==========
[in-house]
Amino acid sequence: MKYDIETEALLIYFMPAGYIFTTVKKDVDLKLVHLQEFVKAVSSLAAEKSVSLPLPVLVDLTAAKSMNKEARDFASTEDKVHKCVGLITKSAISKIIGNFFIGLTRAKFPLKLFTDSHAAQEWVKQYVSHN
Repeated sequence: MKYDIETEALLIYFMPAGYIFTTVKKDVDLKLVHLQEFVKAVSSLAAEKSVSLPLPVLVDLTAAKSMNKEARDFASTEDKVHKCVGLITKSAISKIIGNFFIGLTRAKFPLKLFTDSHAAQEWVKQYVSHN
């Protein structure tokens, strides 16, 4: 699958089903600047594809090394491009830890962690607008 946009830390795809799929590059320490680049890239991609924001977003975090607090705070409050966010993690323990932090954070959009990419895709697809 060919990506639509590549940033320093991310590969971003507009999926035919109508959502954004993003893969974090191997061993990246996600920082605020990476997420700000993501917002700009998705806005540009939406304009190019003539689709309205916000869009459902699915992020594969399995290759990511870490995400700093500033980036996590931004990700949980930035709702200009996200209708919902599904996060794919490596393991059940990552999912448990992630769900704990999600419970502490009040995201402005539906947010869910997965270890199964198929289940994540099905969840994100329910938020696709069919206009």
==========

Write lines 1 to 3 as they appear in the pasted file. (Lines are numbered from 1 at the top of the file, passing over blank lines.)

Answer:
[in-house]
Amino acid sequence: MKYDIETEALLIYFMPAGYIFTTVKKDVDLKLVHLQEFVKAVSSLAAEKSVSLPLPVLVDLTAAKSMNKEARDFASTEDKVHKCVGLITKSAISKIIGNFFIGLTRAKFPLKLFTDSHAAQEWVKQYVSHN
Repeated sequence: MKYDIETEALLIYFMPAGYIFTTVKKDVDLKLVHLQEFVKAVSSLAAEKSVSLPLPVLVDLTAAKSMNKEARDFASTEDKVHKCVGLITKSAISKIIGNFFIGLTRAKFPLKLFTDSHAAQEWVKQYVSHN